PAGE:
If you follow the conversations around this topic, you will certainly find people who share my views that VoIP is still alive and well in 2009. It’s just taking a different form. We’re now moving into a world where VoIP has value as an application and an enabler of other services, many of which are Web-based. Whether you’re using mashups, Web services, Unified Communications or Nortel’s Web.Alive virtual collaboration platform, you’re using VoIP. Nobody’s calling it VoIP, nobody’s selling it as VoIP and nobody’s telling you it’s VoIP—you don’t need to know, and you’re probably not interested.

If anything, then, I would argue that VoIP will be with us more than ever before in 2009, but unless you know how IP communications works, you’ll probably have no idea of this. I don’t know about you but, in today’s economy, I’d much rather be quietly alive than noisily dead.

As a coda, I can’t help but add there will also be cases where VoIP does make some noise in 2009, and there’s nothing wrong with that. Since writing my last column, two such instances have occurred—one mainstream and one disruptive. Google is the disruptive one, and last week they announced that i2Telecom’s mobile VoIP application, MyGlobalTalk, is available for download from the Android Marketplace. This capability is comparable to Truphone’s mobile VoIP application for Apple (cited in my last column), and is another example of how VoIP is finding its way in 2009. In both cases, however, note that VoIP is not the star. The noise around this has much more to do with this being a mobile application (as opposed to a landline or PC application), and also being offered by a disruptive competitor, rather than an incumbent mobile operator. VoIP is along for the ride, but it’s really just an application.

The second instance is with Verizon, which also occurred last week. In this case, there was some overeager reporting around the notion that Verizon would phase out its PSTN service in favor of VoIP within the next seven years. That certainly would have been a major coup for VoIP, especially since Verizon had very little success with its VoiceWing VoIP service a few years back. Verizon quickly clarified things, and while this isn’t in their near term plans, they very much intend to make their landline telephony service VoIP-based for FiOS subscribers.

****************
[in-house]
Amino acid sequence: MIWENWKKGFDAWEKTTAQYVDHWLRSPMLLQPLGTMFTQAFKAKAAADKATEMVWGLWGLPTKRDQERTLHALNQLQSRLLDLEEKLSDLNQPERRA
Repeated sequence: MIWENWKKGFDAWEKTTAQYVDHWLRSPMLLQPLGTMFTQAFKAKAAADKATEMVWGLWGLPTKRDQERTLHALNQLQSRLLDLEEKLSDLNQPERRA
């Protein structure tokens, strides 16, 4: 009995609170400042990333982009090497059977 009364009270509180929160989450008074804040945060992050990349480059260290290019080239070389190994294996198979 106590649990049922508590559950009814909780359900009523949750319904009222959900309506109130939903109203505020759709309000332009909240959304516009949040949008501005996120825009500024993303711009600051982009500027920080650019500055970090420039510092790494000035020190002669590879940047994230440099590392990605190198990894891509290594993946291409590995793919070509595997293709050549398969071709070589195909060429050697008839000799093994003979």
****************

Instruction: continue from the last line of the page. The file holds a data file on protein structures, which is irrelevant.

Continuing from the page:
This is still good news for VoIP, but the net result is the same as with the Google example. Whereas VoiceWing was offered as a standalone subscriber service to compete with the likes of Vonage and AT&T’s CallVantage, this flavor of VoIP will simply be packaged within a larger bundle riding on Verizon’s fiber network. VoIP will be there because telephony is sticky, and is the service that Verizon’s reputation has been built on. However, they did not bet the farm on FiOS for VoIP. They built it for video, IPTV and multimedia, and of all the applications FiOS subscribers will be using, VoIP consumes the least amount of bandwidth.

No doubt, VoIP will be very happy to be there, but don’t for a minute think that it will be anything more than an application. Still, I’ll take it, and once all those millions of FiOS households are happily using VoIP (whether they realize it or not), I don’t think too many people out there will keep proclaiming that VoIP is dead. Maybe it’s time to go back and watch Monty Python’s Holy Grail movie again, and then you can drop me a line. I’ll be here.

By Jon Arnold, Principal, J Arnold & Associates

Jon is also co-founder of Intelligent Communications Partners that focuses on the smart grid space.